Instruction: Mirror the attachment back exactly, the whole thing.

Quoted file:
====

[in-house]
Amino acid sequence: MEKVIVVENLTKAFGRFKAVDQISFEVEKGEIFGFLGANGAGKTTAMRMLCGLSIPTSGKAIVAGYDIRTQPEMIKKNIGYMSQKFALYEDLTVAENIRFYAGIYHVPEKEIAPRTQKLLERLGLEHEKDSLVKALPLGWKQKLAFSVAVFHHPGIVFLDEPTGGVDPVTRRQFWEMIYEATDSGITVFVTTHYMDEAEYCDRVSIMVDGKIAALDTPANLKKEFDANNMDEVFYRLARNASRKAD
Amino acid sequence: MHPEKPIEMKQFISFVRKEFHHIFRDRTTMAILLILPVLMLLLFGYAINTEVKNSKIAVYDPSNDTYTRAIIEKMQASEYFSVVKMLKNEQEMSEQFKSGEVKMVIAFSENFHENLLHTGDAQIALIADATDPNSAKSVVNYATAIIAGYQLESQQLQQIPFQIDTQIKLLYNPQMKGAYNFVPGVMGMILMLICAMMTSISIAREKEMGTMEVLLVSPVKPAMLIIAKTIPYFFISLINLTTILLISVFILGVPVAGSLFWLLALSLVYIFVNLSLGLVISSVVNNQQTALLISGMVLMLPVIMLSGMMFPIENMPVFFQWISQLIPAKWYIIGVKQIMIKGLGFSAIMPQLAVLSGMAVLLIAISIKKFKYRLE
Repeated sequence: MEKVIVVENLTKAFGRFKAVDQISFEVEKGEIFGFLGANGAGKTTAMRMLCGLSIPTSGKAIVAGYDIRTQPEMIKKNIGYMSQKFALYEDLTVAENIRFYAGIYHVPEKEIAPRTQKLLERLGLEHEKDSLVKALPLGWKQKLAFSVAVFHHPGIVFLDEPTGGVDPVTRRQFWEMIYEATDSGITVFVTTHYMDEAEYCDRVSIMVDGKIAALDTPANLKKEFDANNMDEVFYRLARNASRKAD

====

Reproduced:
[in-house]
Amino acid sequence: MEKVIVVENLTKAFGRFKAVDQISFEVEKGEIFGFLGANGAGKTTAMRMLCGLSIPTSGKAIVAGYDIRTQPEMIKKNIGYMSQKFALYEDLTVAENIRFYAGIYHVPEKEIAPRTQKLLERLGLEHEKDSLVKALPLGWKQKLAFSVAVFHHPGIVFLDEPTGGVDPVTRRQFWEMIYEATDSGITVFVTTHYMDEAEYCDRVSIMVDGKIAALDTPANLKKEFDANNMDEVFYRLARNASRKAD
Amino acid sequence: MHPEKPIEMKQFISFVRKEFHHIFRDRTTMAILLILPVLMLLLFGYAINTEVKNSKIAVYDPSNDTYTRAIIEKMQASEYFSVVKMLKNEQEMSEQFKSGEVKMVIAFSENFHENLLHTGDAQIALIADATDPNSAKSVVNYATAIIAGYQLESQQLQQIPFQIDTQIKLLYNPQMKGAYNFVPGVMGMILMLICAMMTSISIAREKEMGTMEVLLVSPVKPAMLIIAKTIPYFFISLINLTTILLISVFILGVPVAGSLFWLLALSLVYIFVNLSLGLVISSVVNNQQTALLISGMVLMLPVIMLSGMMFPIENMPVFFQWISQLIPAKWYIIGVKQIMIKGLGFSAIMPQLAVLSGMAVLLIAISIKKFKYRLE
Repeated sequence: MEKVIVVENLTKAFGRFKAVDQISFEVEKGEIFGFLGANGAGKTTAMRMLCGLSIPTSGKAIVAGYDIRTQPEMIKKNIGYMSQKFALYEDLTVAENIRFYAGIYHVPEKEIAPRTQKLLERLGLEHEKDSLVKALPLGWKQKLAFSVAVFHHPGIVFLDEPTGGVDPVTRRQFWEMIYEATDSGITVFVTTHYMDEAEYCDRVSIMVDGKIAALDTPANLKKEFDANNMDEVFYRLARNASRKAD